“We probably had 100 phone calls that first summer, maybe more, from coaches asking, ‘I can’t do this? I can’t do that?’ Rashid said. “The amount of agony in the first year of the program to find 168 hours of no high school sports led me to believe that we absolutely needed something to pull the reins back.”
Bless their bleeding hearts and good intentions, but here are the problems for any high school athletic association mandating a week without sports.
The elite athletes, as noted above, are going to keep playing AAU and club sports, so all this rule does is give athletes and their parents one more reason to find school-affiliated sports lacking in comparison.
As for the comments that athletes investing in instruction might not get a worthwhile return — it sounds crazy that one week mandating no practices or games might make that much of a difference. But I’m sure every hockey and basketball coach (and every other coach in every sport but football) in Minnesota (and the nation) sweats whether the best players are going to keep playing high school sports, knowing college recruiters are paying a lot more attention to the more elite club level.
Meanwhile, the middling high school athletes, trying to keep up, will still end up in private sessions, worthwhile return or not. So it’s not like they’re actually taking a week off — nor are their parents.
I know we’re all trying to figure out ways to de-emphasize sports so kids aren’t getting mentally or physically burned out. But Minnesota’s rule rests on an assumption that kids at the high school level are burning out. That’s not necessarily so. Most surveys talk about 75 percent of youth athletes quitting by age 13. However, one Canadian study, looking at registration data, posits the idea that the decline in youth sports participation into the teenage years not a matter of kids quitting en masse in the tween years– it’s that fewer new players join a sport as the years go on. That makes sense, given the early age so many kids start in sports, and the self-selection either in discovering one’s talent or realizing one is a long way back from the kids who have played for a while.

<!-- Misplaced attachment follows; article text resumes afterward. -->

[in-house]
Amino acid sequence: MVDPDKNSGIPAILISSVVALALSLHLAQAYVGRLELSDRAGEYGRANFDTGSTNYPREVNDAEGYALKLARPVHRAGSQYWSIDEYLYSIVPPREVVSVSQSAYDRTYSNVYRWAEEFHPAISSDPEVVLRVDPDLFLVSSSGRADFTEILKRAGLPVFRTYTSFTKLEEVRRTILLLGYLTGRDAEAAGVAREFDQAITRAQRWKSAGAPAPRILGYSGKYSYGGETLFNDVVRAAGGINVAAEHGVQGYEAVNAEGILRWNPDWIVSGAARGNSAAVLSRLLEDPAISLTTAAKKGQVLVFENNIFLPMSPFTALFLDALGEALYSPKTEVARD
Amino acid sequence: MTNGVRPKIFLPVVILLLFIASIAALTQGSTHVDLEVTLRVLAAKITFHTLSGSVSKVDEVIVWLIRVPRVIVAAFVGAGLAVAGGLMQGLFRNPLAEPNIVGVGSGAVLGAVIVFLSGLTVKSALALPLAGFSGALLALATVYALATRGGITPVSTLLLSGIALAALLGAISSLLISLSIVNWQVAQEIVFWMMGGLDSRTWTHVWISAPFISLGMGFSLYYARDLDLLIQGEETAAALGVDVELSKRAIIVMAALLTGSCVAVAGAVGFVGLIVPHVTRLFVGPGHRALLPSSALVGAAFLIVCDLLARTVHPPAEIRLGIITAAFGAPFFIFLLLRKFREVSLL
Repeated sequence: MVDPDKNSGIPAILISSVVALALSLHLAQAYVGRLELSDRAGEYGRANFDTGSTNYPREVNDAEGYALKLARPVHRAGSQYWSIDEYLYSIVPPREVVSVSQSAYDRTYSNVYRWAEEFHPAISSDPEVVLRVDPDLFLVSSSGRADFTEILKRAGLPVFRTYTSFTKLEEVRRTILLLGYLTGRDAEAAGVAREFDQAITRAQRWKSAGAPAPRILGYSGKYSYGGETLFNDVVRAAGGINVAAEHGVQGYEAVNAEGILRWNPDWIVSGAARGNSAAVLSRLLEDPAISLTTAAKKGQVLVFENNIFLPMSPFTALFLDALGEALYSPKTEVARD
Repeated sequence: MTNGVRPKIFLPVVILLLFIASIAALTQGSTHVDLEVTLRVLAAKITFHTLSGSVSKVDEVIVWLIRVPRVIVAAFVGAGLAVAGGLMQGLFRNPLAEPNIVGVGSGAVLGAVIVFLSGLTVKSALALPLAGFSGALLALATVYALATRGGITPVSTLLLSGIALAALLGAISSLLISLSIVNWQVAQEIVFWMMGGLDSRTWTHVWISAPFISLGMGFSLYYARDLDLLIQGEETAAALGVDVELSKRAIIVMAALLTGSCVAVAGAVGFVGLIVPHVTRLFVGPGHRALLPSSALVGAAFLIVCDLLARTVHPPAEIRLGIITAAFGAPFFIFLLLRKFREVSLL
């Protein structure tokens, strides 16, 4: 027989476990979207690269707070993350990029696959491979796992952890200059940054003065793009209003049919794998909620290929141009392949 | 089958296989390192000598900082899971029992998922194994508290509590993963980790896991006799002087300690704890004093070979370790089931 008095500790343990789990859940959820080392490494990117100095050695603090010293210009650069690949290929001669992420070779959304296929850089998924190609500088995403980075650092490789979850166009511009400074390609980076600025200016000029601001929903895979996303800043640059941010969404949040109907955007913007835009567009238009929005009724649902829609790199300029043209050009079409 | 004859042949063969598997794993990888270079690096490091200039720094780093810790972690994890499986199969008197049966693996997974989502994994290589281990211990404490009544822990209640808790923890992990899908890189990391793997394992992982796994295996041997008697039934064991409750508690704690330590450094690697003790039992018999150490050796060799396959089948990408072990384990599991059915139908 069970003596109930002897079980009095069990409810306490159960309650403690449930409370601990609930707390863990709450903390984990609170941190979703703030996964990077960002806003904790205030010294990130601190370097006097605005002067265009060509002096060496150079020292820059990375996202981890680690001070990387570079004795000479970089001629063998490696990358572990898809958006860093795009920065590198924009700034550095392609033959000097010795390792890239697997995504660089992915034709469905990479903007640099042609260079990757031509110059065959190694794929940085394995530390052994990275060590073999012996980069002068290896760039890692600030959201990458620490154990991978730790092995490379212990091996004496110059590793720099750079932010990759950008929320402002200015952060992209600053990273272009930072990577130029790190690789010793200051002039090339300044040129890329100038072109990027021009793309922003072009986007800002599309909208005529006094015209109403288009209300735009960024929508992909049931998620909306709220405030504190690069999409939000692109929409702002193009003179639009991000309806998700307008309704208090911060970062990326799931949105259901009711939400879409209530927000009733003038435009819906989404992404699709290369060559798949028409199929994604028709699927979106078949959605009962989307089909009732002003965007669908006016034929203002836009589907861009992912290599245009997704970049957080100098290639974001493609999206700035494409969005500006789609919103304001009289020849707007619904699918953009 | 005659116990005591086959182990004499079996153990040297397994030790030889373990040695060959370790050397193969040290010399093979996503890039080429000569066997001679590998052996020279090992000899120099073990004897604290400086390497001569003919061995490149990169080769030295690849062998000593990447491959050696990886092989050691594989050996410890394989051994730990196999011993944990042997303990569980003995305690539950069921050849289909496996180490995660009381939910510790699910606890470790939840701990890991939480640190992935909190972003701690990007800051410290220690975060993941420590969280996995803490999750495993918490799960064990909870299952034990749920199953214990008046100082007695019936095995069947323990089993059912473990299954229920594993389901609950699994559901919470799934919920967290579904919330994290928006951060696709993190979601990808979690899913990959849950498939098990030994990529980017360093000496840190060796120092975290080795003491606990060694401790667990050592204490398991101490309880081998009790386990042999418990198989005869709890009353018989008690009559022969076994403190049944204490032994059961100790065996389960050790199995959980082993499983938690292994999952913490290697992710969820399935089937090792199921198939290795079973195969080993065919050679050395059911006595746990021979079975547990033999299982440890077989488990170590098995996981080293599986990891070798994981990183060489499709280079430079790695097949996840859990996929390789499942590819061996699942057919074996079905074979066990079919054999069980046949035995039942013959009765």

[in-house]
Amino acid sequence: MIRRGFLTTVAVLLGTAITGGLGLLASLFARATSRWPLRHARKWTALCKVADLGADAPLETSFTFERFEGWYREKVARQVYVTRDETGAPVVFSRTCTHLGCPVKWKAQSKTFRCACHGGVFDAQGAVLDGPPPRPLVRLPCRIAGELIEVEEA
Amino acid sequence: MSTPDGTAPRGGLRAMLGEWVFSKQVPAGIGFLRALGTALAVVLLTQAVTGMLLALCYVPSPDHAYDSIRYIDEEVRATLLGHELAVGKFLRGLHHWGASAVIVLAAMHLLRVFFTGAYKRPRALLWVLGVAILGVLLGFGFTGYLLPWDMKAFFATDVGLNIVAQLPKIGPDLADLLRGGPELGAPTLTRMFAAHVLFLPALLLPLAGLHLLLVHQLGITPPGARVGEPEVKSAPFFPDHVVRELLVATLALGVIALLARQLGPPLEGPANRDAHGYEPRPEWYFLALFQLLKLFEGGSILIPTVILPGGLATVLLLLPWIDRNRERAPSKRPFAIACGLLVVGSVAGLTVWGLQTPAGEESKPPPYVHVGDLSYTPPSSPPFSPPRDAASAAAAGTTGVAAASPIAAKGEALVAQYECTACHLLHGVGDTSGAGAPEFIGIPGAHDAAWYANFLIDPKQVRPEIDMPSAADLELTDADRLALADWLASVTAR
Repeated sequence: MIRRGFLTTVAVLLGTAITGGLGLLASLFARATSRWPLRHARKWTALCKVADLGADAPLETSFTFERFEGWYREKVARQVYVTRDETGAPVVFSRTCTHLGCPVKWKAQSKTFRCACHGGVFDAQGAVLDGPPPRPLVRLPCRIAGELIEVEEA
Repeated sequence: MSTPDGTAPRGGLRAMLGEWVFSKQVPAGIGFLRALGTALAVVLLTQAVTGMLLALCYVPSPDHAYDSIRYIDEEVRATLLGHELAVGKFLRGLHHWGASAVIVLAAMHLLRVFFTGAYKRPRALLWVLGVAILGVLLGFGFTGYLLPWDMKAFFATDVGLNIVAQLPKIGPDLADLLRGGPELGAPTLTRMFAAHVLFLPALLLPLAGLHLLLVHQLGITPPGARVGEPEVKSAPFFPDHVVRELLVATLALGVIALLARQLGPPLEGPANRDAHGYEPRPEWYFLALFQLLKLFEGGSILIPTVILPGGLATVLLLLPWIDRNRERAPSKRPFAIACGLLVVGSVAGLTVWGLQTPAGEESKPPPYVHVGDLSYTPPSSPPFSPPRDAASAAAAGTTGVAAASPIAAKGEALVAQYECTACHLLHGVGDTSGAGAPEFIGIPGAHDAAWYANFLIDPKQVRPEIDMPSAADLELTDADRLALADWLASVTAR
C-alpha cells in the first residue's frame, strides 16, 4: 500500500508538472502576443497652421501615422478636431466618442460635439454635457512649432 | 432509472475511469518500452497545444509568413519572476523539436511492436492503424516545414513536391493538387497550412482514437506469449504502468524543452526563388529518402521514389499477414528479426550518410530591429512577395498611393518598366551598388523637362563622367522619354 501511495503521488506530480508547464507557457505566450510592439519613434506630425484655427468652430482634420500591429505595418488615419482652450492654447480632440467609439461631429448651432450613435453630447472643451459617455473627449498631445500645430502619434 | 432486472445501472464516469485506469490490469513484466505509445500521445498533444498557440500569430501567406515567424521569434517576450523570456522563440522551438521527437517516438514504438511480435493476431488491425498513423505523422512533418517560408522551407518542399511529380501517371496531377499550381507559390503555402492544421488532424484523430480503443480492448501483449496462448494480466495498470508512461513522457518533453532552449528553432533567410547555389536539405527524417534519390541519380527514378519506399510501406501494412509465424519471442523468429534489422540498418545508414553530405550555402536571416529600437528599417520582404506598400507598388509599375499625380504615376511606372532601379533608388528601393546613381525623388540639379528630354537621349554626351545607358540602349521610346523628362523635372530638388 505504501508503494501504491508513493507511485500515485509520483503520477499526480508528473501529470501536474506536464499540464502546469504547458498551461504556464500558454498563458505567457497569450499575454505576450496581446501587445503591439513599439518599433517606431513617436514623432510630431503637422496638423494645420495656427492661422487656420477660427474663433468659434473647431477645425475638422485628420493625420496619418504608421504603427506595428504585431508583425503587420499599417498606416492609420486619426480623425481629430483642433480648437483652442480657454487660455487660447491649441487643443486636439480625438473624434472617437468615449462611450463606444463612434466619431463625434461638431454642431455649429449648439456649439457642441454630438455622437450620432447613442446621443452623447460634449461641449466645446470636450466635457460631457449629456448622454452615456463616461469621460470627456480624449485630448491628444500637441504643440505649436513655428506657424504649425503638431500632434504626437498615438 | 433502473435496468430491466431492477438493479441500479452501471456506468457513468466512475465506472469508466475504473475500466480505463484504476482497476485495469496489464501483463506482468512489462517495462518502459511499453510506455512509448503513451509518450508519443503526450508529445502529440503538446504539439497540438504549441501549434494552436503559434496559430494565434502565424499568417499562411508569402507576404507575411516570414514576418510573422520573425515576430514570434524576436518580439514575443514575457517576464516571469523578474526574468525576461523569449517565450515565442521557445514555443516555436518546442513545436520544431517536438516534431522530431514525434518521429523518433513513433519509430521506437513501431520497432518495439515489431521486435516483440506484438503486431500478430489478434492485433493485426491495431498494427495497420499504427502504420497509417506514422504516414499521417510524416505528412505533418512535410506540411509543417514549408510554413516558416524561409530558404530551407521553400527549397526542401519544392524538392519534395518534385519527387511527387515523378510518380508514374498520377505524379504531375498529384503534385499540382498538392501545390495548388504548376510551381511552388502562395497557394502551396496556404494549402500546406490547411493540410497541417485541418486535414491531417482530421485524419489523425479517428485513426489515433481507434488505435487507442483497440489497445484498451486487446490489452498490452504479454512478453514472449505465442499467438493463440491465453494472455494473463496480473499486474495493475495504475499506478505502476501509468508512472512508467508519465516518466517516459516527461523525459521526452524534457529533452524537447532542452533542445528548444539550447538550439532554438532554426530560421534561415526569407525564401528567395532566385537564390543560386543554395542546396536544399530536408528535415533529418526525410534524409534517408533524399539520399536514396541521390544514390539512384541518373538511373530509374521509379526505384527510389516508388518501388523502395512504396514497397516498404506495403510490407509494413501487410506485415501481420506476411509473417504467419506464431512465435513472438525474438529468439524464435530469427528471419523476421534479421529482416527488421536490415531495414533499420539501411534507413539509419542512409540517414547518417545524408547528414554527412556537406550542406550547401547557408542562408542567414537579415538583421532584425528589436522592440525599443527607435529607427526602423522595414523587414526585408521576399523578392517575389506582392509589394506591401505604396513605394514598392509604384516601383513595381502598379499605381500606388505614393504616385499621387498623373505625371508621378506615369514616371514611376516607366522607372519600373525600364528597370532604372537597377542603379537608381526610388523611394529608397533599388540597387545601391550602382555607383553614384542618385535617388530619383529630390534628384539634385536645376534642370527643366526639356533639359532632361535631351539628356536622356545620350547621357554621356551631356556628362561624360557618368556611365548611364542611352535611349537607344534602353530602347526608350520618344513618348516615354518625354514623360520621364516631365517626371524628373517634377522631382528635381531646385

There are players quoted in the Star-Tribune story saying they feel like the week without sports is ridiculous. After all, if you’re dedicated to some activity at the high school level, you’re probably good at it and passionate about it. Heck, my 6-year-old son, whose T-ball closing ceremony is tonight, is upset he can’t start next year’s league tomorrow.
Minnesota’s move for a week without sports comes from lofty ideals, and I’m sure there are parents who hope that really means they’re on break for a week. However, I doubt it’s going to change the athletic landscape in the state, except to tip a few more of the top athletes away from high school sports.
New York Times’ Motherlode blog brings up a thorny question in the households of sports families — when is a child allowed to quit?
Believe it or not, it’s a question that’s never come up in my house. At least, not in terms of wanting to stomp off in the middle of a season. There’s been dabbling, particularly with my oldest children. My 12-year-old son has retired from soccer, baseball and wrestling, while my 10-year-old (as of tomorrow) daughter no longer needs her soccer gear. Then again, we’ve never pressured our children (as far as we know) into a certain sport because it’s good for them.
With four kids, I’m at the opposite end — talking them out of sports and activities they don’t appear to love with every fiber of my being. Especially hockey. When my oldest son, who has played pickup games and taken hockey classes, said he might be interested in joining a league, I told him it was $1,500 and that he would be playing most every day. So, I ask you, son, do you love hockey, or do you kinda like it? “I kinda like it,” he said. “OK, then, no hockey,” I said. Turns out he much more enjoys putting on his in-line skates, popping some punk and metal on the iPod and zipping around the neighborhood to getting yelled at on the ice.